When To Use Your Oven's Convection Setting

To know this setting is to love this setting

Once a function reserved for only the fanciest of kitchen appliances, the convection fan has suddenly become something we can't live without.

It's not hard to see why: It's undeniably cool seeing that little fan whir into action behind your roasting chicken. But aside from giving you a little kitchen street cred, how exactly does this nifty setting affect your cooking?

Using your oven's convection setting causes your food to brown faster and cook quicker.

The fan's primary function is to circulate hot air inside the oven, transferring heat into your food more efficiently. That means your pork tenderloin and cheesy casseroles will cook faster without drying out, while at the same time achieving a perfectly golden crust. The fan also distributes heat more evenly than a traditional oven, allowing you to avoid pesky hot spots, as well as bake multiple sheets of cookies at once.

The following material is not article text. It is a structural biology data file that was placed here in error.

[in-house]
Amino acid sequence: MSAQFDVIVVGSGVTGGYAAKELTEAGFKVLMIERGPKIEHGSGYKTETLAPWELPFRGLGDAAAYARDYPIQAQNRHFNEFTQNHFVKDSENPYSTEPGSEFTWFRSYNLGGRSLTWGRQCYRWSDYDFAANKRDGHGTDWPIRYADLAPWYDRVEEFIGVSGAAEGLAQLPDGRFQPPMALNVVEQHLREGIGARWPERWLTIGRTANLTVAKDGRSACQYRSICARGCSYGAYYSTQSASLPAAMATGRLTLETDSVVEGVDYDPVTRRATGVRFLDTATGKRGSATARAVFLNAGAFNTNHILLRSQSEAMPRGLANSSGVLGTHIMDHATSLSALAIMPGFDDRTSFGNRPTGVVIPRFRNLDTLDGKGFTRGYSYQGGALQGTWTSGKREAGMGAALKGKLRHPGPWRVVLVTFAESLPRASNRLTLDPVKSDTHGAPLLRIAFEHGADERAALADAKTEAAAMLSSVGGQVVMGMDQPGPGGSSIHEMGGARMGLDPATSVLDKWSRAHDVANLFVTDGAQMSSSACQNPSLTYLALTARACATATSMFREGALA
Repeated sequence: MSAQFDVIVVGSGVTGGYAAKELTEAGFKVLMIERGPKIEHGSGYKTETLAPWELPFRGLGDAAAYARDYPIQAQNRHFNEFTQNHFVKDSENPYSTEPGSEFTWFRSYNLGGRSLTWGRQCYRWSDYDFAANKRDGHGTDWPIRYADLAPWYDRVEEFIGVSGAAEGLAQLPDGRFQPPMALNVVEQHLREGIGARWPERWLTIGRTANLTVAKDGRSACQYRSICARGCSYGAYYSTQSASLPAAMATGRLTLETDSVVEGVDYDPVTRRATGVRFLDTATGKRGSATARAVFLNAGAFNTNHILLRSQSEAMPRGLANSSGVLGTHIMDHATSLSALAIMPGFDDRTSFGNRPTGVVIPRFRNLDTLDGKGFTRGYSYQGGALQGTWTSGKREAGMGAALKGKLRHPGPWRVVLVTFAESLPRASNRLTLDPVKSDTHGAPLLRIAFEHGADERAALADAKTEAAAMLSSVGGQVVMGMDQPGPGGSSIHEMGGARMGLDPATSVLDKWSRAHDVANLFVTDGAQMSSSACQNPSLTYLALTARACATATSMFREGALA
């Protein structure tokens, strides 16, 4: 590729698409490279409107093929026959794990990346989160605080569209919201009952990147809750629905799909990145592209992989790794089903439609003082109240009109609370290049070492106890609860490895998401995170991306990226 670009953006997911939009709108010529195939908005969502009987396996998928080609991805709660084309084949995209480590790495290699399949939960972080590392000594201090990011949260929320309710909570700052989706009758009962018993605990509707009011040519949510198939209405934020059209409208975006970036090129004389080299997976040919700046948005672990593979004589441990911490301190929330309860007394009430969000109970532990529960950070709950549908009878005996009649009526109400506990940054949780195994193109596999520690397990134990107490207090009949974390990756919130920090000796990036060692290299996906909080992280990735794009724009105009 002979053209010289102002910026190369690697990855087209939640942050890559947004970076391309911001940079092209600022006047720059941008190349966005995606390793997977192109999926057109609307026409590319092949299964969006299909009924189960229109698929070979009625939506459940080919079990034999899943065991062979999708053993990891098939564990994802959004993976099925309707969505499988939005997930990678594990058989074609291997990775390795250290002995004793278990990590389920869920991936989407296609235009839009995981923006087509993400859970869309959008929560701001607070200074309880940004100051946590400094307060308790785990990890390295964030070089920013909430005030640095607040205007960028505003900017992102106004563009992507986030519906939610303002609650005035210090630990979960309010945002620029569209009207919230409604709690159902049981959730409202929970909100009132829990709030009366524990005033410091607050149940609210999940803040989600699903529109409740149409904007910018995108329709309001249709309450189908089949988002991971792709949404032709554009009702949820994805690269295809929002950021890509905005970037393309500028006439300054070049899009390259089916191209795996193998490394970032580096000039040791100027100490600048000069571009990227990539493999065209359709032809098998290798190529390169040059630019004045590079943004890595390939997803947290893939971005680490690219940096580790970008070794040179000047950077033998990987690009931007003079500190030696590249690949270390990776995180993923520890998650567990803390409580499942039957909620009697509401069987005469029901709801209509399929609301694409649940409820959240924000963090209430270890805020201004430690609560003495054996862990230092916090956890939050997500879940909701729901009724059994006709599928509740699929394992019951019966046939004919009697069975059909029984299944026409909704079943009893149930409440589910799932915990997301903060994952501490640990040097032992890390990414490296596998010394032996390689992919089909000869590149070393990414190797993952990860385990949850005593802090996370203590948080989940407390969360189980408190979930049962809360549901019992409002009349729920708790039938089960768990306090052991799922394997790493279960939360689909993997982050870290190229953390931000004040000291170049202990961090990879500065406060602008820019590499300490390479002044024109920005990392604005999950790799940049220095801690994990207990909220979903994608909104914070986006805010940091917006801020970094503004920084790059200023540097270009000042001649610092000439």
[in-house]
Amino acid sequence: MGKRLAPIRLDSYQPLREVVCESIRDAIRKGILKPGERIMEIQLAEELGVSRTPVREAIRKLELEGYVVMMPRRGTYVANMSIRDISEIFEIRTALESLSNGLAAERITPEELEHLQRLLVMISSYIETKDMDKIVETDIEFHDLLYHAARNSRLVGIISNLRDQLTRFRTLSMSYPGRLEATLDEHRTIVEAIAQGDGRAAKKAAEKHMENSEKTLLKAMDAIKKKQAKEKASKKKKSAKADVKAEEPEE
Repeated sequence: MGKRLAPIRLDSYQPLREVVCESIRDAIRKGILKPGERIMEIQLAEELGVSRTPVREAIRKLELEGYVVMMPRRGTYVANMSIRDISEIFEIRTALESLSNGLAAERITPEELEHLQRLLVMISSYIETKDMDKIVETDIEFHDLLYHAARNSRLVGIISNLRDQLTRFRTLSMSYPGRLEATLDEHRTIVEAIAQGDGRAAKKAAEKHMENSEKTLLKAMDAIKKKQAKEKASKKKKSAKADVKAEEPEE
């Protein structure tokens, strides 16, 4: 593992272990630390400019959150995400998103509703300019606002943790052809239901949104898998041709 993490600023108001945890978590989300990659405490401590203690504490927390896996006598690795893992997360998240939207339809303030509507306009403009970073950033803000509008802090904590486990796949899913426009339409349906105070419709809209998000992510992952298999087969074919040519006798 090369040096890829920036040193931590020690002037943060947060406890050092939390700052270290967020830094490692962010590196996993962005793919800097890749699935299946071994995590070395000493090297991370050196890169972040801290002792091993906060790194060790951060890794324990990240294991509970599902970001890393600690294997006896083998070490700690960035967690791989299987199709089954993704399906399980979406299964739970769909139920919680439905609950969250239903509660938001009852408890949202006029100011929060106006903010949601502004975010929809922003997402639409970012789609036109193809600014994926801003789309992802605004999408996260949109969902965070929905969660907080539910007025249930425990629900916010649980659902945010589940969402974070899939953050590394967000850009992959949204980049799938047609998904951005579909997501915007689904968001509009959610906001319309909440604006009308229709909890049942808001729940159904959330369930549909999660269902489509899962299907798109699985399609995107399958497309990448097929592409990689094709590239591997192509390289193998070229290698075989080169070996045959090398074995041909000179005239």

But before you get too convection crazy, know that not all foods are suited for this method.

Delicate pastries like macarons and crisp meringues will turn an unappealing beige when baked in a convection oven. The quickly moving air can also disrupt more fragile dishes like light, fluffy soufflés. Convection fans tend to make for a drier climate—perfect for keeping fried chicken nice and crunchy, but not so pleasant for a silky cheesecake, which requires a more moist cooking environment.

Although it's tempting to try to cut down on cooking time by loading your oven with dishes, crowded shelves can block the fan and render it ineffective. It's also a good idea to reduce your recipe's recommended temperature by around 25 degrees (many ovens will automatically do this for you) to make sure your food has time to finish cooking on the inside without burning the outer layers.